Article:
Wednesday, February 14, 2007

Matthew Yglesias: "I See No Loyalty Here, Sir"

To me, the striking thing is how infrequent it is to actually see non-critics of America's Israel policy make the argument that current policy serves the vital interests of the United States (TNR's editorial line, for example, from which some authors obviously deviate, has tended to deny that American policy should be governed by considerations of the national interests; the recent TNR article on the Iranian nuclear program didn't so much as mention American interests). I would genuinely be interested to read an article making the case that it serves American interests to make Israel the largest recipient of American foreign aid dollars. Were someone to put together a strong argument to that effect, then others could read it and put together counterarguments. I think we could, then, have a reasonably civil disagreement about a fairly standard political question, "should our policies be like this or would it be better to change them like this?" instead of a vicious argument about whether Israel is "bad" or its critics are anti-semites.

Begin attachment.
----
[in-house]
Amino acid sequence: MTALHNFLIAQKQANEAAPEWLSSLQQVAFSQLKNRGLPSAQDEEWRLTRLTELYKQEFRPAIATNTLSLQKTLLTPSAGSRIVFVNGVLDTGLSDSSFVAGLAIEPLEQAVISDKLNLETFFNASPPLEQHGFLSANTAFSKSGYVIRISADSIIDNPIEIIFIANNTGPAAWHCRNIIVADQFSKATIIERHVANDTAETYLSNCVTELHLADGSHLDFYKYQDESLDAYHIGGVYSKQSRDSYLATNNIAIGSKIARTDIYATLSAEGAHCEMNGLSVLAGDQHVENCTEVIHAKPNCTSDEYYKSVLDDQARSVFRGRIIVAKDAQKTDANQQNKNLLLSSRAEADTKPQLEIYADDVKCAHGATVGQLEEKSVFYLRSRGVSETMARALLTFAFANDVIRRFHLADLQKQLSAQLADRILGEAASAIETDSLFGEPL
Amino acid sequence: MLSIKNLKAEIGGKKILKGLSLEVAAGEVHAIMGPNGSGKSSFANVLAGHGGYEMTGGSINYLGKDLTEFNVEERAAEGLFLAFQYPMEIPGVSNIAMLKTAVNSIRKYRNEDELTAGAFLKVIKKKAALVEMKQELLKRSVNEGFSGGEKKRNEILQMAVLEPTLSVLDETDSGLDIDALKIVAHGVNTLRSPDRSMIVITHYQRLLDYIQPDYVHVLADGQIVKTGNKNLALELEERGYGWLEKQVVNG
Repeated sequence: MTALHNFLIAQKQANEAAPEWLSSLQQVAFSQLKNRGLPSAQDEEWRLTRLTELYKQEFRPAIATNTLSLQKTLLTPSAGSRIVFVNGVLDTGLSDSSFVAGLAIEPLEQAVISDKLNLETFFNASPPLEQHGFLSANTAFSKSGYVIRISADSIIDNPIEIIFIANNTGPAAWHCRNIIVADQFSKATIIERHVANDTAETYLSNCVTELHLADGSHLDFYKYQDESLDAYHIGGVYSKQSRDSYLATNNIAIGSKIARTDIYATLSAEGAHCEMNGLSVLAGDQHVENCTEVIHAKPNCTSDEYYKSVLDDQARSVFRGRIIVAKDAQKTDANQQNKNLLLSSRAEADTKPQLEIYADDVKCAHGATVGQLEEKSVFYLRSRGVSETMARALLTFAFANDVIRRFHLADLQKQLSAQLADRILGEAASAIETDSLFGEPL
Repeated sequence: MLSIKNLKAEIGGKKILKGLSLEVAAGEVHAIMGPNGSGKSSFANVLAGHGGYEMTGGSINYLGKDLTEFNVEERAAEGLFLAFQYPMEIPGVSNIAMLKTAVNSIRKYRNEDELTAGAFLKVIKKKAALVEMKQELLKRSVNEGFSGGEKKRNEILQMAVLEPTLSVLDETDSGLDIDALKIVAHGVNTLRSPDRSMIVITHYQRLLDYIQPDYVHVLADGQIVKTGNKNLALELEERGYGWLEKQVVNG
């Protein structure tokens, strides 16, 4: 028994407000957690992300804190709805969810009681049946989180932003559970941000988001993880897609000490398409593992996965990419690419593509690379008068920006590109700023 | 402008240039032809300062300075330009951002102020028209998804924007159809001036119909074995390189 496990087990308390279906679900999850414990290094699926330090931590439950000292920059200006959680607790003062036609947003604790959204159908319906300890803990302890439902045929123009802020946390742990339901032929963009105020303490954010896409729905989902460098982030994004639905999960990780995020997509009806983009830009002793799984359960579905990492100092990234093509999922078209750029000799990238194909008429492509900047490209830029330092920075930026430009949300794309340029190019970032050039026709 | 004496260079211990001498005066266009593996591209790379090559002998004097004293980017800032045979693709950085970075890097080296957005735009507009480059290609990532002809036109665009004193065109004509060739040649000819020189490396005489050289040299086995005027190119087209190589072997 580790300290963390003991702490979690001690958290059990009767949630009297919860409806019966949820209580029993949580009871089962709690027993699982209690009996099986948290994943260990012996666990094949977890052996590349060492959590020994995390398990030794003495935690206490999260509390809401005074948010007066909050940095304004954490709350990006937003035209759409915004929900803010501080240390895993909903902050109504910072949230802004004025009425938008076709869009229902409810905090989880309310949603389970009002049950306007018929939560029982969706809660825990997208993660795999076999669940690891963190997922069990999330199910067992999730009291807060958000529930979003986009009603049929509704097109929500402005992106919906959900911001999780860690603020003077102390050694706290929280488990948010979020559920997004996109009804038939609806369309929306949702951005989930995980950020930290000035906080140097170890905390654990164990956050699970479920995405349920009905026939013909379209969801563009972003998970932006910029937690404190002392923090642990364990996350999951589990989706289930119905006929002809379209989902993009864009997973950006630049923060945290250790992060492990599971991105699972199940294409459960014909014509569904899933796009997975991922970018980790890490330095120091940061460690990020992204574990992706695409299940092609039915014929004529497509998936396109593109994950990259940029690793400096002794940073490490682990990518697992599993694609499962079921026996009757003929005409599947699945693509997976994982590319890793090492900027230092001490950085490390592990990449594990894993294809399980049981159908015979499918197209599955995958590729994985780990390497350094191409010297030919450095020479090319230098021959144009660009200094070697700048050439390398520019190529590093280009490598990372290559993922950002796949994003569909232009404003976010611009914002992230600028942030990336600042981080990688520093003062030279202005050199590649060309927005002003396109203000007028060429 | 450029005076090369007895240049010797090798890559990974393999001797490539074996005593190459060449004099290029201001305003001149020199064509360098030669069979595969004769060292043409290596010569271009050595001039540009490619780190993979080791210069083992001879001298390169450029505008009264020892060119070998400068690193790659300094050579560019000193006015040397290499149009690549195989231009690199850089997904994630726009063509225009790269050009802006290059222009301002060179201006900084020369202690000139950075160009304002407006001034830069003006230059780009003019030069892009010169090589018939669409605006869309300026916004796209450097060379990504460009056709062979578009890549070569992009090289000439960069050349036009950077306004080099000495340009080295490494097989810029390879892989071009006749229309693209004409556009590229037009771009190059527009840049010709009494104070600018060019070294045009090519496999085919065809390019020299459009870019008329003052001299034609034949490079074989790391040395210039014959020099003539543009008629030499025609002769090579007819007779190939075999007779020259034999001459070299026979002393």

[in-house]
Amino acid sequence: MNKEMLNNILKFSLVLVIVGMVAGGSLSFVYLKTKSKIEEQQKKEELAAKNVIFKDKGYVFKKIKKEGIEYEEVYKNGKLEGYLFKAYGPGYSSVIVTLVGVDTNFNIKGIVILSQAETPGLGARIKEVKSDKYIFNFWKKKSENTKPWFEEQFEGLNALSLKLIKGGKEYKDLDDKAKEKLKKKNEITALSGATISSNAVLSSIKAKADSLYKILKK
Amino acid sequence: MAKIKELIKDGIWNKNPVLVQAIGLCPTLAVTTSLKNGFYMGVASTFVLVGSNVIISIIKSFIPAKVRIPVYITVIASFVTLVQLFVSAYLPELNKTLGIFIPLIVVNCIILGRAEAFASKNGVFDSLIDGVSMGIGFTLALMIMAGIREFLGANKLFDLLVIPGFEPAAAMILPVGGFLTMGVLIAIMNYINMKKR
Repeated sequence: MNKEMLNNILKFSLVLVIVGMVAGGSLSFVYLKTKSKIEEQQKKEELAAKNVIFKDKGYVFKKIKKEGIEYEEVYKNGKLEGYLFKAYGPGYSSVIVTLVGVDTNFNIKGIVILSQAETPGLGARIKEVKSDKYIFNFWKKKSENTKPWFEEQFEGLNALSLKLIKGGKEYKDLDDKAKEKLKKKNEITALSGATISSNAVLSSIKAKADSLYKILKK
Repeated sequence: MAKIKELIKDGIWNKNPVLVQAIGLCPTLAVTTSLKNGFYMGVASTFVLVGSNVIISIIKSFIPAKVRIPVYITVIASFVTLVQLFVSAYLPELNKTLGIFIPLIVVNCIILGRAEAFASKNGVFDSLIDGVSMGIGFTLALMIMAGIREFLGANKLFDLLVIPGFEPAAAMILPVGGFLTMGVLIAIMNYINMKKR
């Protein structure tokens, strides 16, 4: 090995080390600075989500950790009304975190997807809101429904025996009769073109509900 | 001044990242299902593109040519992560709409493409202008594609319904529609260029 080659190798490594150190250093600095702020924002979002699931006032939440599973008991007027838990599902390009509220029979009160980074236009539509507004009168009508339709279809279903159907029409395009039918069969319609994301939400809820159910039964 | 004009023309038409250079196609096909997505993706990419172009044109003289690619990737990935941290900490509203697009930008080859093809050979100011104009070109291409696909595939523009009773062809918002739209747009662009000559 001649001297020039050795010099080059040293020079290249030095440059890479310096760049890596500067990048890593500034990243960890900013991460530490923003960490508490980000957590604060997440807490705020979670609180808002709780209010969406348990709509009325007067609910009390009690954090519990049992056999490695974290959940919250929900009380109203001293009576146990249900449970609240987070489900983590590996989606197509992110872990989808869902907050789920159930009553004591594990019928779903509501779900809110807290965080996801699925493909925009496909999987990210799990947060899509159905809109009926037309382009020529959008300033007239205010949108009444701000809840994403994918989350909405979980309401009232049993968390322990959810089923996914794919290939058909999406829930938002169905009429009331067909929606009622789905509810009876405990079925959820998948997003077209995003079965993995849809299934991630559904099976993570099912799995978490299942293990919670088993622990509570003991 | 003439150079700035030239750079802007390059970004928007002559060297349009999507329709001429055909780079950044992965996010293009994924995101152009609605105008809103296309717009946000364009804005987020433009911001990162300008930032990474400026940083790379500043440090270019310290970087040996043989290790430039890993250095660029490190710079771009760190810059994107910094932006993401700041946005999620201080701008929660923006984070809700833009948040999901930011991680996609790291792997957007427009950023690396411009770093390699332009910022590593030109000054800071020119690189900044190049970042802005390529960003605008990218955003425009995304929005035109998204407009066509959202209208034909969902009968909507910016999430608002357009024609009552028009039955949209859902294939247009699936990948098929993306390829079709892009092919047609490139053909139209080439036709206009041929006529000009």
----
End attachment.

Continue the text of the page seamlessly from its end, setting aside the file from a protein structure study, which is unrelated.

After all, it's not as if the US's failure to appropriate $3 billion in annual aid to Costa Rica is driven by a sense that Costa Rica is a uniquely horrible country. In fact, it's a rather nice country. We're just not that generous with our foreign aid. But Israel's a weird target for all that aid. Why not a poorer country like Bangladesh? Or one more objectively threatened like Taiwan? At the end of the day, I don't think a failure to think these things through actually constitutes "dual loyalties," it just constitutes a failure to think these things through. A rigorous assessment of national interests might prompt a clash of sentiments or loyalties, so people simply don't do it; and the core element of America's policy vis-à-vis Israel -- heavy financial support whose rationale is unclear -- just goes undiscussed.

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